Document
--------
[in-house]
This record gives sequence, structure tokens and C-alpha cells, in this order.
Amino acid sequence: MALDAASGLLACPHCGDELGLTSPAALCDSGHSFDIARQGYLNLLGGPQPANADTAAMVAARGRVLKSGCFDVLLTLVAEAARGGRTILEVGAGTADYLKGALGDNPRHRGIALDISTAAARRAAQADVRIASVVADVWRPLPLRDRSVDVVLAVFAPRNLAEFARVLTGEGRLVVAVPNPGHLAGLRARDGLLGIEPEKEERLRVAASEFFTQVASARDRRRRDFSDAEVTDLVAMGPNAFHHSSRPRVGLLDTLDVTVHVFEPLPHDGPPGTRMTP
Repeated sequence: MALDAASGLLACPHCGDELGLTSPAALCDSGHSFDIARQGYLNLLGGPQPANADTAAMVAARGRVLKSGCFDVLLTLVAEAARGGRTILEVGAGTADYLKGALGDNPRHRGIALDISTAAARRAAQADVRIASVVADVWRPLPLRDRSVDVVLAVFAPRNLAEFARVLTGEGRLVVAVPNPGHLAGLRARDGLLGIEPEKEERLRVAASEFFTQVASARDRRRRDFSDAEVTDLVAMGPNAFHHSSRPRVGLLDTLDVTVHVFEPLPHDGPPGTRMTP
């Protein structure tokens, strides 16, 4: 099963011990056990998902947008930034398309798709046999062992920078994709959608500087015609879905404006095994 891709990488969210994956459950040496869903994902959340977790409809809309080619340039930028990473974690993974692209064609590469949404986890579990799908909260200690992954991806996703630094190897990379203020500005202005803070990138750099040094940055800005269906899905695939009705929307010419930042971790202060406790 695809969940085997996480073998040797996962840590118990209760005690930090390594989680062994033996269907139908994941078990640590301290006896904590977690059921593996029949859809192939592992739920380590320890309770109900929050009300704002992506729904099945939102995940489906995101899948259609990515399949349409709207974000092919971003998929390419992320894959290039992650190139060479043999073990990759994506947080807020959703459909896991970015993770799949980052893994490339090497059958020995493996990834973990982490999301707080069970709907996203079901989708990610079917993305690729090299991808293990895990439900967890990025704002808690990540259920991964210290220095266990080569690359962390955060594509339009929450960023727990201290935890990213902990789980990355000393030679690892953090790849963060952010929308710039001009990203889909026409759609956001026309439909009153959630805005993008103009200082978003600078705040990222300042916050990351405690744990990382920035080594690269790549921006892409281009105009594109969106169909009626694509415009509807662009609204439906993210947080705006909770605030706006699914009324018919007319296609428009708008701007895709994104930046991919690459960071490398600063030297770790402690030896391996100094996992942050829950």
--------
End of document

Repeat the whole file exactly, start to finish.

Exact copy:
[in-house]
This record gives sequence, structure tokens and C-alpha cells, in this order.
Amino acid sequence: MALDAASGLLACPHCGDELGLTSPAALCDSGHSFDIARQGYLNLLGGPQPANADTAAMVAARGRVLKSGCFDVLLTLVAEAARGGRTILEVGAGTADYLKGALGDNPRHRGIALDISTAAARRAAQADVRIASVVADVWRPLPLRDRSVDVVLAVFAPRNLAEFARVLTGEGRLVVAVPNPGHLAGLRARDGLLGIEPEKEERLRVAASEFFTQVASARDRRRRDFSDAEVTDLVAMGPNAFHHSSRPRVGLLDTLDVTVHVFEPLPHDGPPGTRMTP
Repeated sequence: MALDAASGLLACPHCGDELGLTSPAALCDSGHSFDIARQGYLNLLGGPQPANADTAAMVAARGRVLKSGCFDVLLTLVAEAARGGRTILEVGAGTADYLKGALGDNPRHRGIALDISTAAARRAAQADVRIASVVADVWRPLPLRDRSVDVVLAVFAPRNLAEFARVLTGEGRLVVAVPNPGHLAGLRARDGLLGIEPEKEERLRVAASEFFTQVASARDRRRRDFSDAEVTDLVAMGPNAFHHSSRPRVGLLDTLDVTVHVFEPLPHDGPPGTRMTP
């Protein structure tokens, strides 16, 4: 099963011990056990998902947008930034398309798709046999062992920078994709959608500087015609879905404006095994 891709990488969210994956459950040496869903994902959340977790409809809309080619340039930028990473974690993974692209064609590469949404986890579990799908909260200690992954991806996703630094190897990379203020500005202005803070990138750099040094940055800005269906899905695939009705929307010419930042971790202060406790 695809969940085997996480073998040797996962840590118990209760005690930090390594989680062994033996269907139908994941078990640590301290006896904590977690059921593996029949859809192939592992739920380590320890309770109900929050009300704002992506729904099945939102995940489906995101899948259609990515399949349409709207974000092919971003998929390419992320894959290039992650190139060479043999073990990759994506947080807020959703459909896991970015993770799949980052893994490339090497059958020995493996990834973990982490999301707080069970709907996203079901989708990610079917993305690729090299991808293990895990439900967890990025704002808690990540259920991964210290220095266990080569690359962390955060594509339009929450960023727990201290935890990213902990789980990355000393030679690892953090790849963060952010929308710039001009990203889909026409759609956001026309439909009153959630805005993008103009200082978003600078705040990222300042916050990351405690744990990382920035080594690269790549921006892409281009105009594109969106169909009626694509415009509807662009609204439906993210947080705006909770605030706006699914009324018919007319296609428009708008701007895709994104930046991919690459960071490398600063030297770790402690030896391996100094996992942050829950």